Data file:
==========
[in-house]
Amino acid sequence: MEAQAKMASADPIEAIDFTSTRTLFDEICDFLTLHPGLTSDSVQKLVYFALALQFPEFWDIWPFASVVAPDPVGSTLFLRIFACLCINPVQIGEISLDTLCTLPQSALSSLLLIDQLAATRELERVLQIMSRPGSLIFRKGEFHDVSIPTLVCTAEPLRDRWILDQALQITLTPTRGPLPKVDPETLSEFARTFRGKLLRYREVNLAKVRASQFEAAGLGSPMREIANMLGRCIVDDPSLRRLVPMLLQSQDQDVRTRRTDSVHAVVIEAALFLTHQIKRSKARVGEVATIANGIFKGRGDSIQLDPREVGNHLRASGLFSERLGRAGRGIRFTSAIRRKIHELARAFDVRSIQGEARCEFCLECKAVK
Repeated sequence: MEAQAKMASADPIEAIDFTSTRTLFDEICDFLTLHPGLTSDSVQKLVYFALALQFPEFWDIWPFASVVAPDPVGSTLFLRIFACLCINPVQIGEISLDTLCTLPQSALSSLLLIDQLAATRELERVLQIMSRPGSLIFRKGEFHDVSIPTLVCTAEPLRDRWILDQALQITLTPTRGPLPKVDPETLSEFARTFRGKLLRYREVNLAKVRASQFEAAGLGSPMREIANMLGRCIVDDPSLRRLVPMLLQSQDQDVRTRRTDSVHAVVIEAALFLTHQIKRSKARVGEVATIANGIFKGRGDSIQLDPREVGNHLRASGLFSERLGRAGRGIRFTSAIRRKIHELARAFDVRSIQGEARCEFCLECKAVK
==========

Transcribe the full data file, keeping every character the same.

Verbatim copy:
[in-house]
Amino acid sequence: MEAQAKMASADPIEAIDFTSTRTLFDEICDFLTLHPGLTSDSVQKLVYFALALQFPEFWDIWPFASVVAPDPVGSTLFLRIFACLCINPVQIGEISLDTLCTLPQSALSSLLLIDQLAATRELERVLQIMSRPGSLIFRKGEFHDVSIPTLVCTAEPLRDRWILDQALQITLTPTRGPLPKVDPETLSEFARTFRGKLLRYREVNLAKVRASQFEAAGLGSPMREIANMLGRCIVDDPSLRRLVPMLLQSQDQDVRTRRTDSVHAVVIEAALFLTHQIKRSKARVGEVATIANGIFKGRGDSIQLDPREVGNHLRASGLFSERLGRAGRGIRFTSAIRRKIHELARAFDVRSIQGEARCEFCLECKAVK
Repeated sequence: MEAQAKMASADPIEAIDFTSTRTLFDEICDFLTLHPGLTSDSVQKLVYFALALQFPEFWDIWPFASVVAPDPVGSTLFLRIFACLCINPVQIGEISLDTLCTLPQSALSSLLLIDQLAATRELERVLQIMSRPGSLIFRKGEFHDVSIPTLVCTAEPLRDRWILDQALQITLTPTRGPLPKVDPETLSEFARTFRGKLLRYREVNLAKVRASQFEAAGLGSPMREIANMLGRCIVDDPSLRRLVPMLLQSQDQDVRTRRTDSVHAVVIEAALFLTHQIKRSKARVGEVATIANGIFKGRGDSIQLDPREVGNHLRASGLFSERLGRAGRGIRFTSAIRRKIHELARAFDVRSIQGEARCEFCLECKAVK